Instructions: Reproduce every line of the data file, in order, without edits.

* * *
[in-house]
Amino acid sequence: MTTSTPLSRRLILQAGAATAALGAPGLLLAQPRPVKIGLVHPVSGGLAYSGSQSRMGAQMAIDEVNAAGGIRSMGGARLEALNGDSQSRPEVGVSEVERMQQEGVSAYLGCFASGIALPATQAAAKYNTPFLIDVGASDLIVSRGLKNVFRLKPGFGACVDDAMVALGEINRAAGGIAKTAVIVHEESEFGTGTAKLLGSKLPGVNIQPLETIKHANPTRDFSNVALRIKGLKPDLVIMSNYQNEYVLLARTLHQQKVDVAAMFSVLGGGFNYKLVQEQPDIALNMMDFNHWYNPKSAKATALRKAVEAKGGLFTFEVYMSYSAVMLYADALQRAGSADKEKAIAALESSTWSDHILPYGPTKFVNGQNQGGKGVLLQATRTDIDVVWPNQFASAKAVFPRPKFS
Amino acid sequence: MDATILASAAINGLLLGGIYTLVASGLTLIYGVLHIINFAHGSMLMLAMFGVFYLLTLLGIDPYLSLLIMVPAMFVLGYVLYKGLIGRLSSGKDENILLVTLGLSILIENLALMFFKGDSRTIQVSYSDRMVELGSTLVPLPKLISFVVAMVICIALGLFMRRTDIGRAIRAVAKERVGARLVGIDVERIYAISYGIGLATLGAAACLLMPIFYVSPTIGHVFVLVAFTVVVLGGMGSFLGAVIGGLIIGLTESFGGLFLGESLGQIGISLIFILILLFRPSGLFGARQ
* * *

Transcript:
[in-house]
Amino acid sequence: MTTSTPLSRRLILQAGAATAALGAPGLLLAQPRPVKIGLVHPVSGGLAYSGSQSRMGAQMAIDEVNAAGGIRSMGGARLEALNGDSQSRPEVGVSEVERMQQEGVSAYLGCFASGIALPATQAAAKYNTPFLIDVGASDLIVSRGLKNVFRLKPGFGACVDDAMVALGEINRAAGGIAKTAVIVHEESEFGTGTAKLLGSKLPGVNIQPLETIKHANPTRDFSNVALRIKGLKPDLVIMSNYQNEYVLLARTLHQQKVDVAAMFSVLGGGFNYKLVQEQPDIALNMMDFNHWYNPKSAKATALRKAVEAKGGLFTFEVYMSYSAVMLYADALQRAGSADKEKAIAALESSTWSDHILPYGPTKFVNGQNQGGKGVLLQATRTDIDVVWPNQFASAKAVFPRPKFS
Amino acid sequence: MDATILASAAINGLLLGGIYTLVASGLTLIYGVLHIINFAHGSMLMLAMFGVFYLLTLLGIDPYLSLLIMVPAMFVLGYVLYKGLIGRLSSGKDENILLVTLGLSILIENLALMFFKGDSRTIQVSYSDRMVELGSTLVPLPKLISFVVAMVICIALGLFMRRTDIGRAIRAVAKERVGARLVGIDVERIYAISYGIGLATLGAAACLLMPIFYVSPTIGHVFVLVAFTVVVLGGMGSFLGAVIGGLIIGLTESFGGLFLGESLGQIGISLIFILILLFRPSGLFGARQ